THEN CAME YOU by Jennifer Weiner

THEN CAME YOU

KIRKUS REVIEW

Four women confront the quandaries surrounding modern motherhood, in Weiner’s fraught latest (In Her Shoes, 2002, etc.).

The four narrators of this cautionary tale of motherhood wouldn’t be where they are without serious parenting issues. Trust-fund baby Bettina’s father, Marcus, a Wall Street kingpin, was so devastated when her mother decamped to Taos to follow a guru, that he fell prey to an airbrushed gold digger, India, who, Bettina believes, not only tricked him into marriage but into reproducing by surrogacy. Jules, a work-study student at Princeton, becomes an egg donor to earn enough to put her father, a formerly respectable high school teacher whose career and marriage exploded after a drunken vehicular felony, through rehab. Annie, happily married, still anguishes over the expense of raising two rambunctious boys and maintaining a ramshackle family farmhouse on her husband Frank’s salary as a TSA officer. To replenish the family coffers, Frank reluctantly agrees to let her become a surrogate mother—very reluctantly, it turns out. India, abandoned by her own mother, fled to Hollywood from Connecticut at 18. Failing to take Hollywood by storm, she reinvented herself as a publicist, shedding years and pounds with the aid of false documents and surgical enhancements. At 37, India, a rising Manhattan PR star, ensnares Marcus by helping him order coffee at Starbucks. Bettina hires a detective, discovering India's real age (43) and other truths so shocking that they cannot be revealed until the end of the novel. Nonetheless, her brothers and her laid-back Buddhist mother refuse to help her dislodge India—there’s plenty of money to go around, after all. Besides, could that unfamiliar discomfiture Bettina is experiencing be sympathy for her stepmother? And could India actually be factoring love into her calculations of Marcus’ net worth?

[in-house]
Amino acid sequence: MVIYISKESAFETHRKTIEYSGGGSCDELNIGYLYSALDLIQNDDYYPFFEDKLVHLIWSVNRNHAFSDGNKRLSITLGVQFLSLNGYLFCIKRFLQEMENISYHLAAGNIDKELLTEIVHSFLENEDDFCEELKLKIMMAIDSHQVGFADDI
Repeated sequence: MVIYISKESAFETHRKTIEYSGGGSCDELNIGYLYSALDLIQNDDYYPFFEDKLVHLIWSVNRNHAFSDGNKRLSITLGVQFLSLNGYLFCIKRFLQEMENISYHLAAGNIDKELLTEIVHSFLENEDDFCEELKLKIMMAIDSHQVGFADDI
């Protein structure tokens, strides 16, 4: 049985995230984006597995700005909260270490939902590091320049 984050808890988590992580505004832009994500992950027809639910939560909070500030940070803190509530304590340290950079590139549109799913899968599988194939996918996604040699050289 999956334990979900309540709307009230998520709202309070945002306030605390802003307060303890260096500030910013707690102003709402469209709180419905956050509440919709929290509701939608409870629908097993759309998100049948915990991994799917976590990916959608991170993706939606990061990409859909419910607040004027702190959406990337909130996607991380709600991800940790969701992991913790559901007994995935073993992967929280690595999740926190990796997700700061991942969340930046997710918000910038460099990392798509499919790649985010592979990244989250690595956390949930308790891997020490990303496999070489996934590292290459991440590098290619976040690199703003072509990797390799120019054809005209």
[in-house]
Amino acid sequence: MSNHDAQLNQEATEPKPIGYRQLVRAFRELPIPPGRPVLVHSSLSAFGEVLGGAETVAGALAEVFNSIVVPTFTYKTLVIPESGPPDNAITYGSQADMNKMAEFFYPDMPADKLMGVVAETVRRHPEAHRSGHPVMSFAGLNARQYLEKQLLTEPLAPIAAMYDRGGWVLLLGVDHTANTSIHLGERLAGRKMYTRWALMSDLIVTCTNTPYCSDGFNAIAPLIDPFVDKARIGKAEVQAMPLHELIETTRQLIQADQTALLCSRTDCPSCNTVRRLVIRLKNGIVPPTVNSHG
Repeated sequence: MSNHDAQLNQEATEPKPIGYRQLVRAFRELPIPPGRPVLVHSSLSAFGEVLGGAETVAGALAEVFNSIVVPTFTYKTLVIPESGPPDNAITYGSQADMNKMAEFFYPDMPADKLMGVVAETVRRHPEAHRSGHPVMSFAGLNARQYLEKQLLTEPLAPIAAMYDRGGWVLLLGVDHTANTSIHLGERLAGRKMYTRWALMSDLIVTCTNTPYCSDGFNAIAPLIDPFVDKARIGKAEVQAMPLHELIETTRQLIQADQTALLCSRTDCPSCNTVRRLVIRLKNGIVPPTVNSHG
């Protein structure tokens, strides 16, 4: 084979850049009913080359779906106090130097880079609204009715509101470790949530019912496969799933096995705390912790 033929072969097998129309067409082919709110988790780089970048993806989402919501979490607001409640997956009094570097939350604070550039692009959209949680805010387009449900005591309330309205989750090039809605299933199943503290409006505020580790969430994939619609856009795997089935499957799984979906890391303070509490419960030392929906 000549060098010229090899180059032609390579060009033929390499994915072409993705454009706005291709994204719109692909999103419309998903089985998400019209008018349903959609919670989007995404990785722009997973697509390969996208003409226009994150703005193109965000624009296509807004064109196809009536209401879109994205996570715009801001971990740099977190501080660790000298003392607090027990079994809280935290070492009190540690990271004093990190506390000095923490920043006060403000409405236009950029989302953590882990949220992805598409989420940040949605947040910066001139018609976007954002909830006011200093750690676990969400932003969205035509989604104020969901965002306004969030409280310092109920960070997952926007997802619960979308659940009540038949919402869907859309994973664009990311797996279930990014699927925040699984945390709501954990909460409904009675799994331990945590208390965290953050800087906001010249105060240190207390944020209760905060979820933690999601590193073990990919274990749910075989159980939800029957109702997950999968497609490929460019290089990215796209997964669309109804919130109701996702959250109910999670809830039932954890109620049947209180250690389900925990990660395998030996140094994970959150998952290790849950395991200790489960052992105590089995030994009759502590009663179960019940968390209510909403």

The conflicts enmeshing all these characters, as each becomes embroiled in Marcus and India’s “assisted gestation” scheme, are gripping, and Weiner’s elucidation of socio-economic determinism is as sharp as ever. However, the ending does not so much jump the shark as de-fang it.

Pub Date: July 12th, 2011
ISBN: 978-1-4516-1772-6
Page count: 352pp
Publisher: Atria
Review Posted Online:
Kirkus Reviews Issue: June 1st, 2011




BEA 2012 RECOMMENDED FICTION:

Fiction THEN CAME YOU by Jennifer Weiner
by Jennifer Weiner
Fiction CANADA by Richard Ford
by Richard Ford
Fiction THE AGE OF MIRACLES by Karen Thompson Walker
by Karen Thompson Walker
Mystery PATIENT ONE by Leonard Goldberg
by Leonard Goldberg

MORE BY JENNIFER WEINER

FictionALL FALL DOWN by Jennifer Weiner
by Jennifer Weiner
FictionTHE NEXT BEST THING by Jennifer Weiner
by Jennifer Weiner
FictionBEST FRIENDS FOREVER by Jennifer Weiner
by Jennifer Weiner

SIMILAR BOOKS SUGGESTED BY OUR CRITICS:

NonfictionEVERYTHING CONCEIVABLE by Liza Mundy
by Liza Mundy
FictionKINSHIP THEORY by Hester Kaplan
by Hester Kaplan
FictionTHESE GIRLS by Sarah Pekkanen
by Sarah Pekkanen